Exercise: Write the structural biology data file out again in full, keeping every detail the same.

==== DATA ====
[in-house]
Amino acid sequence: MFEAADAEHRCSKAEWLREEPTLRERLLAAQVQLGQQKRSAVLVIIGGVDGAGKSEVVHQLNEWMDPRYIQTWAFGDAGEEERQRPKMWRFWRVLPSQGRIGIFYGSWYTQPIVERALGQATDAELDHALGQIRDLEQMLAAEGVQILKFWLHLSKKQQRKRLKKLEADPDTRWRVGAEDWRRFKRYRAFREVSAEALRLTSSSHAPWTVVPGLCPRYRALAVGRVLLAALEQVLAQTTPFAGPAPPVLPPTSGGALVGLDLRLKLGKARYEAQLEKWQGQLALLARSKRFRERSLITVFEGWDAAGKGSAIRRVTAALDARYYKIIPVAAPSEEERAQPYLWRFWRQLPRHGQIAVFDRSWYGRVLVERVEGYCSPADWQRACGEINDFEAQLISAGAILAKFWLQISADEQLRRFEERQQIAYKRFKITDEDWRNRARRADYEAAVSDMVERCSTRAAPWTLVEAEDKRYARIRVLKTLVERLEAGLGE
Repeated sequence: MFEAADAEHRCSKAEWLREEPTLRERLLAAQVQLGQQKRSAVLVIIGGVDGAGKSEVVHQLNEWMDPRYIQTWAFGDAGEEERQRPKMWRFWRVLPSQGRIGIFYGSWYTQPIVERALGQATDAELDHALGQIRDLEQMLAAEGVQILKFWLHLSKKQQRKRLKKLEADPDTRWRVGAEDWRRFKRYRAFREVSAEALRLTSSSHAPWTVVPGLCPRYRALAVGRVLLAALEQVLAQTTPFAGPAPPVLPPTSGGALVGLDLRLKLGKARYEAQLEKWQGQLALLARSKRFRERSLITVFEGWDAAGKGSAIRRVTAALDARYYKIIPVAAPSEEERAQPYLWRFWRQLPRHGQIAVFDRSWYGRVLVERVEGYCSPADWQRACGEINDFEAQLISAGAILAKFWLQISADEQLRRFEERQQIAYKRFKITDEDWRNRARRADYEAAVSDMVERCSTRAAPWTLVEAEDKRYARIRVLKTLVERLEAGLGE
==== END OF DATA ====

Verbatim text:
[in-house]
Amino acid sequence: MFEAADAEHRCSKAEWLREEPTLRERLLAAQVQLGQQKRSAVLVIIGGVDGAGKSEVVHQLNEWMDPRYIQTWAFGDAGEEERQRPKMWRFWRVLPSQGRIGIFYGSWYTQPIVERALGQATDAELDHALGQIRDLEQMLAAEGVQILKFWLHLSKKQQRKRLKKLEADPDTRWRVGAEDWRRFKRYRAFREVSAEALRLTSSSHAPWTVVPGLCPRYRALAVGRVLLAALEQVLAQTTPFAGPAPPVLPPTSGGALVGLDLRLKLGKARYEAQLEKWQGQLALLARSKRFRERSLITVFEGWDAAGKGSAIRRVTAALDARYYKIIPVAAPSEEERAQPYLWRFWRQLPRHGQIAVFDRSWYGRVLVERVEGYCSPADWQRACGEINDFEAQLISAGAILAKFWLQISADEQLRRFEERQQIAYKRFKITDEDWRNRARRADYEAAVSDMVERCSTRAAPWTLVEAEDKRYARIRVLKTLVERLEAGLGE
Repeated sequence: MFEAADAEHRCSKAEWLREEPTLRERLLAAQVQLGQQKRSAVLVIIGGVDGAGKSEVVHQLNEWMDPRYIQTWAFGDAGEEERQRPKMWRFWRVLPSQGRIGIFYGSWYTQPIVERALGQATDAELDHALGQIRDLEQMLAAEGVQILKFWLHLSKKQQRKRLKKLEADPDTRWRVGAEDWRRFKRYRAFREVSAEALRLTSSSHAPWTVVPGLCPRYRALAVGRVLLAALEQVLAQTTPFAGPAPPVLPPTSGGALVGLDLRLKLGKARYEAQLEKWQGQLALLARSKRFRERSLITVFEGWDAAGKGSAIRRVTAALDARYYKIIPVAAPSEEERAQPYLWRFWRQLPRHGQIAVFDRSWYGRVLVERVEGYCSPADWQRACGEINDFEAQLISAGAILAKFWLQISADEQLRRFEERQQIAYKRFKITDEDWRNRARRADYEAAVSDMVERCSTRAAPWTLVEAEDKRYARIRVLKTLVERLEAGLGE